One of the members of the Sydney Awesome Foundation, (the awesome) Steve Hopkins, has come up with the idea of blogging every day in March to try and get some creative juices flowing. My posting here has been lagging a little, though I’m not sure that more time in front of the computer is quite what I need at this stage, so I might instead have a crack at just doing one for each working day instead.
This week also marks my return to uni – not just for my PhD (which really had already started during the ‘break’ anyway), but also my first teaching classes at COFA. Thankfully the structure of the subject has changed dramatically since I took it in 2009, with a greater focus on concept and prototyping, rather than learning the ins and outs of writing code. This is important because the Digital Media degree has a student population with a vast range of interests. Many of them can’t see how code is important in their own creative process and get frustrated by feeling as though they must learn an entirely foreign language – and one that they can’t see themselves using ever again.
Personally, I have trouble imagining a Digital Media student that wouldn’t be able to bring some level of coding into their own work. Whilst we’re using Processing in this class, it’s not a huge leap to start using code in many of the other popular software packages taught within this degree: After Effects, Photoshop, Maya, and so on. What I would love to see in the students, is the awareness that knowing even a little bit of code will give them the power to express their own creative ideas more freely than any commercial software interface alone.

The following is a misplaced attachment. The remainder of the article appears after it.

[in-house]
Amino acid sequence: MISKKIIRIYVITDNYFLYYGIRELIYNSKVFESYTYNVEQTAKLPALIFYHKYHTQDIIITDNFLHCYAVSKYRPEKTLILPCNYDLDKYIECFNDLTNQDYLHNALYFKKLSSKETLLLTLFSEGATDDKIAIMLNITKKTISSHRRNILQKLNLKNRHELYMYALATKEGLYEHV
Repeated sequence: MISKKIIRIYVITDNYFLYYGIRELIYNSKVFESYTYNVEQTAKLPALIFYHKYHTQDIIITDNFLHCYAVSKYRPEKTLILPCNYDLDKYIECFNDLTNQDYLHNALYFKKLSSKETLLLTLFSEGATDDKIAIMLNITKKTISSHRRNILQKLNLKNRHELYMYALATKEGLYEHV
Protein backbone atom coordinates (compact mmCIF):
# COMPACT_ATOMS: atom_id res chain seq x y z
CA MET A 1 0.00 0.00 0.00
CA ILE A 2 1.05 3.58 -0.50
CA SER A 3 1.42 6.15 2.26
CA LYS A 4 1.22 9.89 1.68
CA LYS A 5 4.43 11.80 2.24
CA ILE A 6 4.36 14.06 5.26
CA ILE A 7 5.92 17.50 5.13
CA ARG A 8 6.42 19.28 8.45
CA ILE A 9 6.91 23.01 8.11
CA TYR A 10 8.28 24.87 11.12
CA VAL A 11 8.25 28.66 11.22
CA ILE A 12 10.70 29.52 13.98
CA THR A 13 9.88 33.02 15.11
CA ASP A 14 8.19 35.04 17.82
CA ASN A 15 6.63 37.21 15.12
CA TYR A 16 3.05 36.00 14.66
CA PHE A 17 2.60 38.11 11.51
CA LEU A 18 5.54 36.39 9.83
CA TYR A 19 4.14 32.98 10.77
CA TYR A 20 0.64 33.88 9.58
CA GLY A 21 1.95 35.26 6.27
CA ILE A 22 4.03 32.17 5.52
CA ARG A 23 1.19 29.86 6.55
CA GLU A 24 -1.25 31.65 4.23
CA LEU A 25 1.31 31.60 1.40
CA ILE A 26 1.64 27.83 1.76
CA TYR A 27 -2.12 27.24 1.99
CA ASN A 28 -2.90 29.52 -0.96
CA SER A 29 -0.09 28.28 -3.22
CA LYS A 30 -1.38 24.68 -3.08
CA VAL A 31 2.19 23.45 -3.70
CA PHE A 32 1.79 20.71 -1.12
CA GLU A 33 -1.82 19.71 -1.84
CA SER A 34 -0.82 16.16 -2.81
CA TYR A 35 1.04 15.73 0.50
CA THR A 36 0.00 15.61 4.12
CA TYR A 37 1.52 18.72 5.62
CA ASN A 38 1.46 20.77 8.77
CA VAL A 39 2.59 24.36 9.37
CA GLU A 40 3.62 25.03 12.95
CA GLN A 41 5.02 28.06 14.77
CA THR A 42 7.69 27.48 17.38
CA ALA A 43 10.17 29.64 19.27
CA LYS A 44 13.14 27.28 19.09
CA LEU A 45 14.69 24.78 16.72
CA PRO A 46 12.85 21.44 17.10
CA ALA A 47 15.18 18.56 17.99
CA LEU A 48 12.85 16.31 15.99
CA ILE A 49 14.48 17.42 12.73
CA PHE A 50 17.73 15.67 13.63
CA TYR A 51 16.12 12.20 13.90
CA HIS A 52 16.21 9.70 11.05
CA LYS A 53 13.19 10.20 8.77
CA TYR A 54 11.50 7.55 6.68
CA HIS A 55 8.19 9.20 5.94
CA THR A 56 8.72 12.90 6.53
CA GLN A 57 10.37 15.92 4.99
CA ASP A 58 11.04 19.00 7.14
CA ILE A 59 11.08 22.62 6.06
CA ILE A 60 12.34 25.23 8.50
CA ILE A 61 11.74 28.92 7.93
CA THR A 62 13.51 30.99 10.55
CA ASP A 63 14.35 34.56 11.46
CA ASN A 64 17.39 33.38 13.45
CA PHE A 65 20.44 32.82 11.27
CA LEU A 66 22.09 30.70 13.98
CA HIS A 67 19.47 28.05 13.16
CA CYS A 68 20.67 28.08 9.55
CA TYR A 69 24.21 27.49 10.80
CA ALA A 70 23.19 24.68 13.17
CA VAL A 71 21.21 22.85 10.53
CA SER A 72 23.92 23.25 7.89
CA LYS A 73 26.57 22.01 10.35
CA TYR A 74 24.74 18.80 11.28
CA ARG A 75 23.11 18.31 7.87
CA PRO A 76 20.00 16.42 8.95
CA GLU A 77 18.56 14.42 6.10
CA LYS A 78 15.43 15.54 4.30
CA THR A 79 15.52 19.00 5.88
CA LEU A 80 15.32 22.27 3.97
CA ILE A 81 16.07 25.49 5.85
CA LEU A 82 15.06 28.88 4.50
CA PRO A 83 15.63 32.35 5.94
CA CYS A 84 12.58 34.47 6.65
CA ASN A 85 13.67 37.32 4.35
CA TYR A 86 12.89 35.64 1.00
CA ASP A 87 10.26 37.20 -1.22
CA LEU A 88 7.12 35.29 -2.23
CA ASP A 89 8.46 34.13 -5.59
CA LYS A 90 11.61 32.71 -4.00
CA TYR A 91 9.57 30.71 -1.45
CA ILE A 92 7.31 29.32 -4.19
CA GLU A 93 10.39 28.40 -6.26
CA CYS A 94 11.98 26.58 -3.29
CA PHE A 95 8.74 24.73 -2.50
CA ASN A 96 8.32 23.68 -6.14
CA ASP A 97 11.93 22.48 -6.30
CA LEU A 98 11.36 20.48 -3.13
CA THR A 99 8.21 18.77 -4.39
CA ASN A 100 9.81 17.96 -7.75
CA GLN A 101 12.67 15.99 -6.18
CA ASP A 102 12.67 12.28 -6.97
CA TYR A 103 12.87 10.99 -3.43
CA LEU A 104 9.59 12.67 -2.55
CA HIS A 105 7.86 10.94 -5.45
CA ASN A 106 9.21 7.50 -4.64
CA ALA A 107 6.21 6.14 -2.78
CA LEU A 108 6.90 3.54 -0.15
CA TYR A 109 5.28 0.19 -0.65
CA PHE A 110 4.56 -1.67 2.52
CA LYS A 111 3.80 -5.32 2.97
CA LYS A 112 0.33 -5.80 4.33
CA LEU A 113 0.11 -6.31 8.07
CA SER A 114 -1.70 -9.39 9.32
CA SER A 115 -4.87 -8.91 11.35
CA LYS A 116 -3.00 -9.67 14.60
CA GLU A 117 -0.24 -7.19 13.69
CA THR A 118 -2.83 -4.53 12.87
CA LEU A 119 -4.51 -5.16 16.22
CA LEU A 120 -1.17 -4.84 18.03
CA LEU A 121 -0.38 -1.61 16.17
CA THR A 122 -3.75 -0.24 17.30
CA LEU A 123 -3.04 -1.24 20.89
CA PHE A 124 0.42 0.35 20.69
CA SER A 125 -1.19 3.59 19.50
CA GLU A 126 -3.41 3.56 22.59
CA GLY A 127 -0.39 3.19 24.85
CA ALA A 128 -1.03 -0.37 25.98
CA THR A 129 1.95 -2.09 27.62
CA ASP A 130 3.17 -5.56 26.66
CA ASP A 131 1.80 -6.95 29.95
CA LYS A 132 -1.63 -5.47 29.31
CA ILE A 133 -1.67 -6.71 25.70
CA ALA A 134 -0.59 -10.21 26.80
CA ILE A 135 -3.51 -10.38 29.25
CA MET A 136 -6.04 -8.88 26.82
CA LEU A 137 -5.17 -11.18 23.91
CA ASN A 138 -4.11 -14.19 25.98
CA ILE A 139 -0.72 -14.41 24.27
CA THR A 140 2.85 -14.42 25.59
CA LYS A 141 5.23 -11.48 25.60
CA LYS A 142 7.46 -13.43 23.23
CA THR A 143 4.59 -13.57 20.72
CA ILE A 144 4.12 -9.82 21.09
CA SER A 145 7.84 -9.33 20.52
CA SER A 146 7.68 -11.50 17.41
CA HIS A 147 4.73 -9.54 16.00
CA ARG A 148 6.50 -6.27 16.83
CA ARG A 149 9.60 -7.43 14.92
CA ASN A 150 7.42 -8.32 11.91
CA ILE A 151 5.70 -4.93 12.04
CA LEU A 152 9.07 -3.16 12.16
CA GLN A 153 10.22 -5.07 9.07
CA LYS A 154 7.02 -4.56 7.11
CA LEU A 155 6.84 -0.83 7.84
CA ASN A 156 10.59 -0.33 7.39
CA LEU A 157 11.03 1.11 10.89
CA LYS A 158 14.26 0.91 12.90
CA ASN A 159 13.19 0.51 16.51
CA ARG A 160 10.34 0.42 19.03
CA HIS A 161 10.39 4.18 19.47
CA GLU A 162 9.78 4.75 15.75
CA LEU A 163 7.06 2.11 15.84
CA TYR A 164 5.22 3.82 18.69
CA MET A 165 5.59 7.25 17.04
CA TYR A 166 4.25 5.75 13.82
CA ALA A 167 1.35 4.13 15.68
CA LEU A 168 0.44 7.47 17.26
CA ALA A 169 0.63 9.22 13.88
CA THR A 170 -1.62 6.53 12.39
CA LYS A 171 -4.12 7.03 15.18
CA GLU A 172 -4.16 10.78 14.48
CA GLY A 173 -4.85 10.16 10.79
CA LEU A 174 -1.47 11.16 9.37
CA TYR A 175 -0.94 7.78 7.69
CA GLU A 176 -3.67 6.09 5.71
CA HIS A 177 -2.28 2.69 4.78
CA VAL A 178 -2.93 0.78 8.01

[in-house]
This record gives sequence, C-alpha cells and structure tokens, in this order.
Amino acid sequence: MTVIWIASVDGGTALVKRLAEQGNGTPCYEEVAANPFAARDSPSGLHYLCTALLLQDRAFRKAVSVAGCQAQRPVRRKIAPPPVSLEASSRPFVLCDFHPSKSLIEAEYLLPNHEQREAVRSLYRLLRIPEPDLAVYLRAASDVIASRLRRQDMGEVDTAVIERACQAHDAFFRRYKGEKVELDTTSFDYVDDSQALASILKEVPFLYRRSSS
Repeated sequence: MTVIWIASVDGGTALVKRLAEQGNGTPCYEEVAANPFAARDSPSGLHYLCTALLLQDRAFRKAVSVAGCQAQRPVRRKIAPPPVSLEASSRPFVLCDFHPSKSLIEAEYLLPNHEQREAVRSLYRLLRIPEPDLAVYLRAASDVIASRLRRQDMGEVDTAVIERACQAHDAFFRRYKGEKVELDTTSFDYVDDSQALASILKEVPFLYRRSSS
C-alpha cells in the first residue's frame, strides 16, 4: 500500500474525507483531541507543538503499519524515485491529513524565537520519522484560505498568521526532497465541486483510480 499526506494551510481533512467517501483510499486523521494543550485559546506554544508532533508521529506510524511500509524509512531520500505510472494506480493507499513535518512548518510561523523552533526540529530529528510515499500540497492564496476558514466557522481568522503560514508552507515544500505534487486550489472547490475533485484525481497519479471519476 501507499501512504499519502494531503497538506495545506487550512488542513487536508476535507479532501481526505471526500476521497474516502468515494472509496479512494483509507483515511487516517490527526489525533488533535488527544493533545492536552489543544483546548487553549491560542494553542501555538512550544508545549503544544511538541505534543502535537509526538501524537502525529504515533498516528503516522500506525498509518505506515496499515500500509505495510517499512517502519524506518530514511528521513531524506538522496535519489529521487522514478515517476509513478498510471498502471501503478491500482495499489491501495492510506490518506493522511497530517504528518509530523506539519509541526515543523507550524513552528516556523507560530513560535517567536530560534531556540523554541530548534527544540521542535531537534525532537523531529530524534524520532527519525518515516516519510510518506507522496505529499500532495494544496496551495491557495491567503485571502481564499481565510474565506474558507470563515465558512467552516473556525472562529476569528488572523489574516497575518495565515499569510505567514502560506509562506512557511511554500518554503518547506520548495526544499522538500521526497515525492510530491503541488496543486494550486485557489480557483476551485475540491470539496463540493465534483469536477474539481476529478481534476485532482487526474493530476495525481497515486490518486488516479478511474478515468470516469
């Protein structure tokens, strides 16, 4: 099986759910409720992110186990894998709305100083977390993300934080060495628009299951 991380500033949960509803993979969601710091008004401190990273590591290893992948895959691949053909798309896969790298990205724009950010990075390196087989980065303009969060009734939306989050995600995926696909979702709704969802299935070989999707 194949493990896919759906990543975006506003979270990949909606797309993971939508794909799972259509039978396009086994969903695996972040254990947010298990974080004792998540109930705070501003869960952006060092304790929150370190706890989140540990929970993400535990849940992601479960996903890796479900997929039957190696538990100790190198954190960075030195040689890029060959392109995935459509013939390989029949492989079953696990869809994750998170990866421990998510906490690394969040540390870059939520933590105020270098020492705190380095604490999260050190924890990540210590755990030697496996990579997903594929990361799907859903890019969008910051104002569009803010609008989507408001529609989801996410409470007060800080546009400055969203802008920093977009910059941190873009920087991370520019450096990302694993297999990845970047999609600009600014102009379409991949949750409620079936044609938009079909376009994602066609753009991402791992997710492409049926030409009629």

The students were shown the following interview with Casey Reas (one of the original creators of Processing) in the lecture this week, which makes a couple of interesting points: Reas’ creation always starts with sketching (literally); and iteration leads the creativity process.
From my own experience in the Digital Media degree, there is a want from students to immediately begin a process within the computer. The danger here is that straight away they are locked into one direction and are less likely to be willing to turn back: they’ve already invested too much time working on their project, in an environment which makes students considerably time-poor. I hope that the changes to this subject will help students to break that mould and give them the freedom to explore and embrace the iterative process. Coding can lead them in entirely new directions, and whilst I admit that it’s not always an easy road, they must be willing to take the journey.